1967 Chevy II Wagon Wheels

Profile with the old wheels

This car came to me with a handsome and popular set of American Racing Torq Thrust II wheels in 15x6". The high polish complemented the red paint well in my opinion. However, the backspacing did not fit the front of the car well, especially with the extra 3/8" ×2 track width added to the front by the Chevelle disc brake rotors. Add to that the 70-series tires that were taller than stock — 205/15/60 would have been a lot closer. Finally, the car had been lowered with these ill-fitting wheels and tires. Naturally, it looked great, but the result was a very no-fun rubbing on the driver's side front fender about halfway to right steering lock and even a little on the passenger side, 1967 factory tolerances and 55 years of driving being what they are.

So I fixed it.

The obvious solution was to get the correct size wheels and tires. The wisdom of the Internet on Steve's Nova Site suggests the following. I added a conservative 1/4" to make up for the 3/8" added by the front rotors.

Front + OE disc brakes5"ET25

I very much like the original '60s Chevy Rally steel wheels and American Racing offers an alloy reproduction of them in modern alloy called the VN327 Rally. The size also makes it a lot easier to find tires these days. Unfortunately, no one makes wheels in the ideal backspacing for the first and second generation Chevy II, so these would have to be custom built. That makes them expensive, but with the added benefit of a strong, forged barrel.

New wheels installed

I'm not completely sold on the 17" wheels on a '60s classic. The size looks a little out of place, but at least the provenance is there. And I wish these had a little more depth to the face of them, but that's the cost of getting the correct offset for the maximum width tires for the GM X-body.

An unusual aspect of these particular AR wheels puts the valve stem on the inside. I wasn't expecting this. Maybe it has something to do with the way the centers are welded to the barrels? These barrels are flipped around backward from what one normally expects leaving plenty of room for a chosing the perfect offset. Since they're flipped, it's easier to bead tires from the back, or so it witnessed. One upside to this weird arrangement is there's no unsightly valve stem showing on the outside. I guess. Time will tell how annoying this is, but I strongly doubt I would ever choose this configuration on purpose.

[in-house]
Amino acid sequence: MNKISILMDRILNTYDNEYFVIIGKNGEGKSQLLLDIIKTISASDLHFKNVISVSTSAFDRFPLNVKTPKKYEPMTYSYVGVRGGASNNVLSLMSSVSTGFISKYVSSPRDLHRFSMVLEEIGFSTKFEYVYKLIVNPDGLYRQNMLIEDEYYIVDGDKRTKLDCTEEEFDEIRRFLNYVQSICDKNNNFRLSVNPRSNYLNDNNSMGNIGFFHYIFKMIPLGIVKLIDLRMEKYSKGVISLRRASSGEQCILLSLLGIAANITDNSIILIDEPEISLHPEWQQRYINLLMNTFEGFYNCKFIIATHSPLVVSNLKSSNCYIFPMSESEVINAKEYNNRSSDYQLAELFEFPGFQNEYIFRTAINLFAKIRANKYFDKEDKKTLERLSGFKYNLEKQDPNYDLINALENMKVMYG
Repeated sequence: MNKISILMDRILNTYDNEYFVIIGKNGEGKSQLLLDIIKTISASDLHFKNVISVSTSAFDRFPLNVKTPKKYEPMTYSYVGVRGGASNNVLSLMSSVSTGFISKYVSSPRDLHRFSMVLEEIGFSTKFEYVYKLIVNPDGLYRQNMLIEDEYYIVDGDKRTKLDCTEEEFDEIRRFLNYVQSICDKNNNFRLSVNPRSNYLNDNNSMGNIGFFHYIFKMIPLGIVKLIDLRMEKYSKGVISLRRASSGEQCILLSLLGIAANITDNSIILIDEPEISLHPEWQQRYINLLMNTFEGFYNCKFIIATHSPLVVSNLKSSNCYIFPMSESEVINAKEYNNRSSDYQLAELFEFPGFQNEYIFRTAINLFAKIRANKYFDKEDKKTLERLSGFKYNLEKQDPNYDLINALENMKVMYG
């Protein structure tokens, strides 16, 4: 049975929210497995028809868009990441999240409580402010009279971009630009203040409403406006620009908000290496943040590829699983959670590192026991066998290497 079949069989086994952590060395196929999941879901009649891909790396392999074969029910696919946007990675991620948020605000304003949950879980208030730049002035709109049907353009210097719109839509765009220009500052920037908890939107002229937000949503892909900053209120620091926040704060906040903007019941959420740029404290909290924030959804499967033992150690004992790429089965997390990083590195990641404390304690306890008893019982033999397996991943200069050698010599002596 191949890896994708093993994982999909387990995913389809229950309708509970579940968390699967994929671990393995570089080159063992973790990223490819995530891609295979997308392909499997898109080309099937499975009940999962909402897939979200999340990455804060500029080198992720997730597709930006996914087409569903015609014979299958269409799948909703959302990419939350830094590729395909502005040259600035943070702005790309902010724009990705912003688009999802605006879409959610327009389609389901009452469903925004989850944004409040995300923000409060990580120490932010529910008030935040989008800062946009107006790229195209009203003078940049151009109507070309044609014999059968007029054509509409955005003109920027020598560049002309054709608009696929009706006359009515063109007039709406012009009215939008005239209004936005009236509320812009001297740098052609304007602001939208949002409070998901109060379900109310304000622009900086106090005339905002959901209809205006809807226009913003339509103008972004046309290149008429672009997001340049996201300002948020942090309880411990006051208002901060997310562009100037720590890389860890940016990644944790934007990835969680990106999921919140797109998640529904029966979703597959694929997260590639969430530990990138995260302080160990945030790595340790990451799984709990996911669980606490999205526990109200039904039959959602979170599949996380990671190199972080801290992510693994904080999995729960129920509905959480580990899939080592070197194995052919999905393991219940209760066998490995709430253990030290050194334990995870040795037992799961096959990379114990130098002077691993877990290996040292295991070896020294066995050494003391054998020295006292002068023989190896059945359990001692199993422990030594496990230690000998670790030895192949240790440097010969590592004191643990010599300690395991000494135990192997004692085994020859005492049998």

The 6" width of the inexpensive Torq Thrust wheels couldn't fit more than a P205 tire. With the correct 5" backspacing on the 17x7" fronts and 5.25" BS on the 17x8" rears, I can fit 215/45/17 tires on the front and the large circumference 245/45/17 tires on the back — wider tires and, so far, no rubbing issues!

However, FedEx has been quite busy lately and ended up chucking one of my rear wheels on the truck headed back to the vendor instead of the truck to my house with the rest. So I received three wheels at first and ended up cancelling my appointment to mount the tires that weekend. The full fitment story has yet to be written, but I did check the three I received had the right bolt pattern and a straight edge suggested my offset calculations were are least close to correct.

The factory 14x5" wheels and 185/75/14 tires are long gone.

Chevy's wacky front suspension geometry induces toe in at the top of suspension travel and a surprising amount toe out in compression, which is where the lowering left things. Already the large circumference tires were at the leading edges of the fenders, so dialing in any more negative toe was not an option. I'm still working on this (see the suspension section) to determine a final ride height based on what adjustment or aftermarke control arms remain available to me. Hopefully the new, smaller circumference front tires will help with this. The whole suspension remains in development.